A classic Victoria Sandwich Cake recipe is a must have in every baker’s repertoire. If you haven’t tried making a cake before, this is where you should start. Even experienced bakers go back to this classic sponge cake time and time again and not without good reason. So use my hints and tips to give it a go!
There are two methods to making sponges. The first is the ‘all-in-one-method’ which is where all of the ingredients are bunged in at the same time and beaten together. This is the preferred method of Saint Mary Berry and Saint Delia Smith. They are also joined by Nigella Lawson. The second is my preferred method where the fat and sugar are ‘creamed’ first with the eggs then added and the flour then folded in. Much as it pains me to say it, both Paul Hollywood and Jamie Oliver agree with me. More interestingly is Felicity Cloake’s ‘Perfect’ recipe which compares a number of popular recipes and concludes that the creaming method is indeed superior. Who am I to argue with perfect!
Traditionally the only filling in a Victoria Sandwich Cake is pure jam but I find this a bit boring so I add buttercream with the jam. Also traditionally, the sandwich is topped with only caster sugar but again – bit dull – so I’ve used a basic white glace icing. The joy of a Victoria Sandwich Cake is that it is a building block for whatever filling, topping or addition your heart desires. I recently double the buttercream recipe, swirled through some blackcurrant jam and went to town with it as the filling and a topping. It looked and tasted gorgeous. Unless you are entering a strict Women’s Institute style competition, there is nothing at all wrong with customising a classic recipe to make it your own.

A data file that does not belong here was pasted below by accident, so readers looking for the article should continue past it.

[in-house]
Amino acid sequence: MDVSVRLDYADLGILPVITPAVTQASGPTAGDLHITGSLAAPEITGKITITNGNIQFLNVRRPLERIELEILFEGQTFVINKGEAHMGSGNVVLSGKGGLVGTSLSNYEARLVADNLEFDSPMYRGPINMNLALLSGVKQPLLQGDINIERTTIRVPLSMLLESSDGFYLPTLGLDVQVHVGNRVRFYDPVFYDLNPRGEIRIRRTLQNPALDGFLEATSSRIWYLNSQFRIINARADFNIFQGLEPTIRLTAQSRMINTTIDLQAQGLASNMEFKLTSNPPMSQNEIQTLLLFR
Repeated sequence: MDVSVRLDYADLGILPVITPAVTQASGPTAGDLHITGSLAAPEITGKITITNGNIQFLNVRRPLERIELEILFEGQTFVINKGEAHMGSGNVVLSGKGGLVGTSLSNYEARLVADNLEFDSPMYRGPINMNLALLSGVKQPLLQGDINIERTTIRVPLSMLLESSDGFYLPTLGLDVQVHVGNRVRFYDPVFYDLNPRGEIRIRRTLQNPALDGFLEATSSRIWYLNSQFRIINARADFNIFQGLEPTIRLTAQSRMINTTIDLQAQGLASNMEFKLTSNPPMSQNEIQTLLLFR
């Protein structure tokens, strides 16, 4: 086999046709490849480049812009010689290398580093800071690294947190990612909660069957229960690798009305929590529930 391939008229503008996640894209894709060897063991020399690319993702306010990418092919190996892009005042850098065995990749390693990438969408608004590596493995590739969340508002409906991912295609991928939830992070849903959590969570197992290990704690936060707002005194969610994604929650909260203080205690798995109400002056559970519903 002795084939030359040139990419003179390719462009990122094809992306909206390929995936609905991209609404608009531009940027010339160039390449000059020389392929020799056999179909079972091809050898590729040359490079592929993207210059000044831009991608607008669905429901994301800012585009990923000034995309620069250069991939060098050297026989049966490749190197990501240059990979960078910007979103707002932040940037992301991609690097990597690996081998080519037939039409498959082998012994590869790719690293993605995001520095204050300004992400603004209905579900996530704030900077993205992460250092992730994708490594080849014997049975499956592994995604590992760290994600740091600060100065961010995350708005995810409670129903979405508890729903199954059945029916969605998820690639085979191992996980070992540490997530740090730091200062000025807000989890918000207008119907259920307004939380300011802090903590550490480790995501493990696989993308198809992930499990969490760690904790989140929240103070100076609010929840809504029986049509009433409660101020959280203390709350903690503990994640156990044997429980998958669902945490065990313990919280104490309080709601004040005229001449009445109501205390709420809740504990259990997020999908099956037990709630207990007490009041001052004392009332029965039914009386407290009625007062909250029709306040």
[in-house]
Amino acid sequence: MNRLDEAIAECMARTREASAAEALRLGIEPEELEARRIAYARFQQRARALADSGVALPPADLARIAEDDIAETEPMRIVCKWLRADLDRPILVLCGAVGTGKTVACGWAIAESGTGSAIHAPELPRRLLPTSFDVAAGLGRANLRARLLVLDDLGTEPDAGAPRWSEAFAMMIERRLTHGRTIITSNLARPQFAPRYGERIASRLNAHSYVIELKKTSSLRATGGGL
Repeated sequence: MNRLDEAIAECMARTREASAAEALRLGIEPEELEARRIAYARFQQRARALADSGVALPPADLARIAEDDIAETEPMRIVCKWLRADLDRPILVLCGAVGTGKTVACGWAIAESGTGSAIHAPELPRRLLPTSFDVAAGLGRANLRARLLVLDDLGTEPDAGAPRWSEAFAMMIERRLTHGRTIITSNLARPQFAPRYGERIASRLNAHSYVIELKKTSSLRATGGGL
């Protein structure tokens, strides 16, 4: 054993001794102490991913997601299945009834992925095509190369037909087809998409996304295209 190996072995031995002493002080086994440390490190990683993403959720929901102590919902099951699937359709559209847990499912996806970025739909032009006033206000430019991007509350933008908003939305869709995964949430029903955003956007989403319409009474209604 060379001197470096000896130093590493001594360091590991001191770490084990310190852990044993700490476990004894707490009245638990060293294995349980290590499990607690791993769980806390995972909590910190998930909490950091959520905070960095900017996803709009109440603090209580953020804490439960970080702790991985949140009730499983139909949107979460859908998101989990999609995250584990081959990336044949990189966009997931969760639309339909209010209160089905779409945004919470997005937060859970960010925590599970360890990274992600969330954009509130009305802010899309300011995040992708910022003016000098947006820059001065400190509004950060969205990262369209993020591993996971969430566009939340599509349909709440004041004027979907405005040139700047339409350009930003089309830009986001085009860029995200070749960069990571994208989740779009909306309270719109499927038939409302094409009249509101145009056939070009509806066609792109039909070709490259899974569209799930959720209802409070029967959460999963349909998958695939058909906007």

When looking for a WI recipe link to include with my above comments, I came across this video produced by the WI Cookery School which I’ve been to and written about here. The decorating starts at around the 11 minute mark – you’ll see the finished cake is not exactly a showstopper! The rest of the video is worth a watch as although some of our techniques do differ (why would you not make 2 sponges in 2 tins Kelly? Why?!), for the most part I agree with many of the slightly controversial suggestions:
1) Margarine does indeed make a for a lighter and better textured cake than using butter,
2) Curdled eggs are not a disaster at all, and
3) I’ve never bothered sieving my flour either.
The main differences in our techniques are that:
1) I will never be bothered to weigh eggs – if the fat, sugar and flour are each out by 5 or 10g it really doesn’t matter,
2) I bung the eggs straight in the mixture – whisking them first makes no difference,